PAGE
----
In May 2005, the University hired R. Timothy Mulcahy as its next vice president for research. The chief of staff to the previous VPR decided to retire, and I was asked to serve as the chief of staff and continue as the director of OAR. The split role lasted for one year, and after that, I became OVPR's full time chief of staff in 2006. Since coming to work for OVPR, I have served eight vice presidents for research and as chief of staff for six VPRs.
Christine Maziar (2000–2003)
David Hamilton (interim VPR 2003–2005)
Tim Mulcahy (2005–2012)
Brian Herman (2013–2016)
Al Levine (2017–2018)
Christopher Cramer (2018–2021)
Michael Oakes (2021–2022)
Shashank Priya (2022–present)
What accomplishments are you most proud of during your time at the University?
- Working and raising my family while completing my undergraduate and master's degrees
- Being part of a research community that grew its research portfolio from $200 million to $1.2 billion in new research annually
- Developing long-term relationships and partnerships with trusted colleagues who were there for each other, working collaboratively and with a common purpose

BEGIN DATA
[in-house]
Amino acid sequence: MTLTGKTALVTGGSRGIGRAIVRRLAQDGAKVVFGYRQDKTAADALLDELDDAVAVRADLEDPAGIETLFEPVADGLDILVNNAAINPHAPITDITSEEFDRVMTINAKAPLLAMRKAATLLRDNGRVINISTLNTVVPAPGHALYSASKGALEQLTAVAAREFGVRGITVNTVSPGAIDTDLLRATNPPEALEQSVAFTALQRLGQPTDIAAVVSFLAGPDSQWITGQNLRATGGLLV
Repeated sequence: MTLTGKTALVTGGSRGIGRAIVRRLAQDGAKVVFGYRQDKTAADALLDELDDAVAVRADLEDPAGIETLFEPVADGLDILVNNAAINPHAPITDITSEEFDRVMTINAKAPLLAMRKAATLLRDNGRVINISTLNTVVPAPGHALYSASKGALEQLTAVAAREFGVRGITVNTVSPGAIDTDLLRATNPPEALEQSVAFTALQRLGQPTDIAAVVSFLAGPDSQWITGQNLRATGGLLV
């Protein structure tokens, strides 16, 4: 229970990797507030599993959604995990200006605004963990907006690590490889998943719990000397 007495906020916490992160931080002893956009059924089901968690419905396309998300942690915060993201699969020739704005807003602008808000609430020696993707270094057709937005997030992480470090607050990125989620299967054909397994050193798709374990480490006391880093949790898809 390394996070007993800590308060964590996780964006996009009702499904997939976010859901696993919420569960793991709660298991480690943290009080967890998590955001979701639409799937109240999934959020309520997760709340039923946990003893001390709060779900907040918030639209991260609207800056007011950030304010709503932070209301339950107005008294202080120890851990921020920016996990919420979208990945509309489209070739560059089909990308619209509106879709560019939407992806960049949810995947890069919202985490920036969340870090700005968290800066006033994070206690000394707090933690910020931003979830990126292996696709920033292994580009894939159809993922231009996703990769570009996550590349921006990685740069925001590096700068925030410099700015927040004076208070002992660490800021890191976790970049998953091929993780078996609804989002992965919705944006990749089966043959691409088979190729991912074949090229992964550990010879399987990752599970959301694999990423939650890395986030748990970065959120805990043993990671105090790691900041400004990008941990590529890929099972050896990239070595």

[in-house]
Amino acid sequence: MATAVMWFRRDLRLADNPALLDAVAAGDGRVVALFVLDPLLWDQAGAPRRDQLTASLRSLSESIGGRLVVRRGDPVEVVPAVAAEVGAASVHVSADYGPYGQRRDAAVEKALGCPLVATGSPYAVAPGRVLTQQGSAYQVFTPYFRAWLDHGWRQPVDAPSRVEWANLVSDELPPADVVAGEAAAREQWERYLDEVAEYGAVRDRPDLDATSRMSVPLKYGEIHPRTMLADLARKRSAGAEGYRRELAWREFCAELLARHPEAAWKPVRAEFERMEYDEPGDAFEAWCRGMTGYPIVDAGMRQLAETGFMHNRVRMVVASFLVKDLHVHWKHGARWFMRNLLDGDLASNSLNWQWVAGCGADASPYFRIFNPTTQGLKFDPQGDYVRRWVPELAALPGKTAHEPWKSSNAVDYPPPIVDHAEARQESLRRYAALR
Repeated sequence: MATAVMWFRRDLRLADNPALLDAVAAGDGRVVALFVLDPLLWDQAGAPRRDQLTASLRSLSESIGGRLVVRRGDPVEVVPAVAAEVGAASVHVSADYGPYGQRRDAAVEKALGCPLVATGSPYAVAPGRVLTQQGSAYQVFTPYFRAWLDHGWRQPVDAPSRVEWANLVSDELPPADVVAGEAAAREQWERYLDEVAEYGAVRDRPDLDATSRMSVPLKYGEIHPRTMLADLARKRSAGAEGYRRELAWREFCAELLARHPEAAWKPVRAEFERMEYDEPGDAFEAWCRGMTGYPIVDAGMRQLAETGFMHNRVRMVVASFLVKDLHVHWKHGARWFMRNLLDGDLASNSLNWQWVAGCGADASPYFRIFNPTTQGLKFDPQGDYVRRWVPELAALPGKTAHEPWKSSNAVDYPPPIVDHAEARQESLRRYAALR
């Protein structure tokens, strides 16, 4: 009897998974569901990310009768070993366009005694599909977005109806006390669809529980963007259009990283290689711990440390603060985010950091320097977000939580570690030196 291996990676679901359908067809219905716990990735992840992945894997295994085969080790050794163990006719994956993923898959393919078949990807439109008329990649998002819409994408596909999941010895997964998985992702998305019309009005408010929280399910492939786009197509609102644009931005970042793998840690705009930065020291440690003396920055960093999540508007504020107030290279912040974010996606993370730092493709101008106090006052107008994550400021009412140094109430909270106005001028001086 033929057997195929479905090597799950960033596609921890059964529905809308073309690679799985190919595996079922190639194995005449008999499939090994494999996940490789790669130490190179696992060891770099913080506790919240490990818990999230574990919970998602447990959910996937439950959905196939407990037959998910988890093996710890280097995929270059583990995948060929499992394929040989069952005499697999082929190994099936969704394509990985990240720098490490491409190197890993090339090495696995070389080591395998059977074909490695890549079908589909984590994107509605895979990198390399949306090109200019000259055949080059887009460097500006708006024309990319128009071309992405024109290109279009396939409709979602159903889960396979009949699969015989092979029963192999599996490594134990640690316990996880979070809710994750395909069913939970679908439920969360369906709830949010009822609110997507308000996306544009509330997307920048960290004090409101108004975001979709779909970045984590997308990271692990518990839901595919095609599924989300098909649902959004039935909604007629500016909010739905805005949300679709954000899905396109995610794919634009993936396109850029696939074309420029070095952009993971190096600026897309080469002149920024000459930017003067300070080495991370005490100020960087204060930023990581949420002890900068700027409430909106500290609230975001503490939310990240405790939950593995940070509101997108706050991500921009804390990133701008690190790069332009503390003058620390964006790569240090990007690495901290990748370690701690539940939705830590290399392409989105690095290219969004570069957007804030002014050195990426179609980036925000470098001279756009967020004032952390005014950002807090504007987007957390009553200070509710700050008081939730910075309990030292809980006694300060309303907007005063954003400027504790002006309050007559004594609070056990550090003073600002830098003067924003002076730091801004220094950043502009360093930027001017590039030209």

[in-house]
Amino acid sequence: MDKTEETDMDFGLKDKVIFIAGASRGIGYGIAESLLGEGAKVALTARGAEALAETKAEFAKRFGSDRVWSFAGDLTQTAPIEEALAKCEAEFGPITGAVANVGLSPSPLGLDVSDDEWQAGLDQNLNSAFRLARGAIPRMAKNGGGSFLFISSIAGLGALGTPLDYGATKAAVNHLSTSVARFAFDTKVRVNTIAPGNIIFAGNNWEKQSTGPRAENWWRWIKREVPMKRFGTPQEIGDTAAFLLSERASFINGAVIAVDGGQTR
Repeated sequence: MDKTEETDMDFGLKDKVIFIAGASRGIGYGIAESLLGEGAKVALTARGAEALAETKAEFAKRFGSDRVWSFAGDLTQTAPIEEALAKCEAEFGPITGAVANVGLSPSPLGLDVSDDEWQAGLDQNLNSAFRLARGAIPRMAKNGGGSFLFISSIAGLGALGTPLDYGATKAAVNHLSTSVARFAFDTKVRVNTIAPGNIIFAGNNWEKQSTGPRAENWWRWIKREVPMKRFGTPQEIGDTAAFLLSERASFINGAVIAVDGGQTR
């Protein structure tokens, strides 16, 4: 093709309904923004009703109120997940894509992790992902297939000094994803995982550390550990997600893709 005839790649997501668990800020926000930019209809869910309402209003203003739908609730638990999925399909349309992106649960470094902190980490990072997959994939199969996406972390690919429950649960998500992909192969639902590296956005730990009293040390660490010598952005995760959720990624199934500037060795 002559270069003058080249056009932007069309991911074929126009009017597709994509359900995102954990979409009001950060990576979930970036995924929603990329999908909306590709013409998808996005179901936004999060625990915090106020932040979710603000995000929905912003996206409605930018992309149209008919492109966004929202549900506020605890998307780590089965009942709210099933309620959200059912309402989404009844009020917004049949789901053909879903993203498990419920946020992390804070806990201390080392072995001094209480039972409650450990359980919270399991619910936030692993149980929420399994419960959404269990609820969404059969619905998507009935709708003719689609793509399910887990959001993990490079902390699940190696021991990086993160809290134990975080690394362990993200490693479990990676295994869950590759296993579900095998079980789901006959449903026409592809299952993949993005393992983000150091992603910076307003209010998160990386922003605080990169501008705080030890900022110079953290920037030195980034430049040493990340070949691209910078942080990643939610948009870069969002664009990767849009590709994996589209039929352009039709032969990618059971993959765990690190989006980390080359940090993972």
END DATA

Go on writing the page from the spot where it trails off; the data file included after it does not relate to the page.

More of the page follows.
- Winning the 2019 President's Award for Outstanding Service
What are some of the biggest challenges you faced during your time at the University?
In 1997, the University was fined $32 million by the NIH, labeled with an Exceptional Status, and given a corrective action plan that required new technology (EGMS and Financial Forms Nirvana), programs (RCR, CA Program, and COI), and grants management policies that did not exist prior. I was involved with the work to resolve and remove the Exceptional Status, which required the University to transform its entire grants management processes between the years 1997 and 2002. Over that period, I served in numerous roles implementing the University's first financial reports on the web, creating a new compliance office, implementing the Certified Approver Program, and developing oversight reporting functions.
I also worked on Advancing Human Research Protections from 2014 to 2016. This involved managing an implementation plan to resolve 63 recommendations from an external review committee and gaining Board of Regents approval.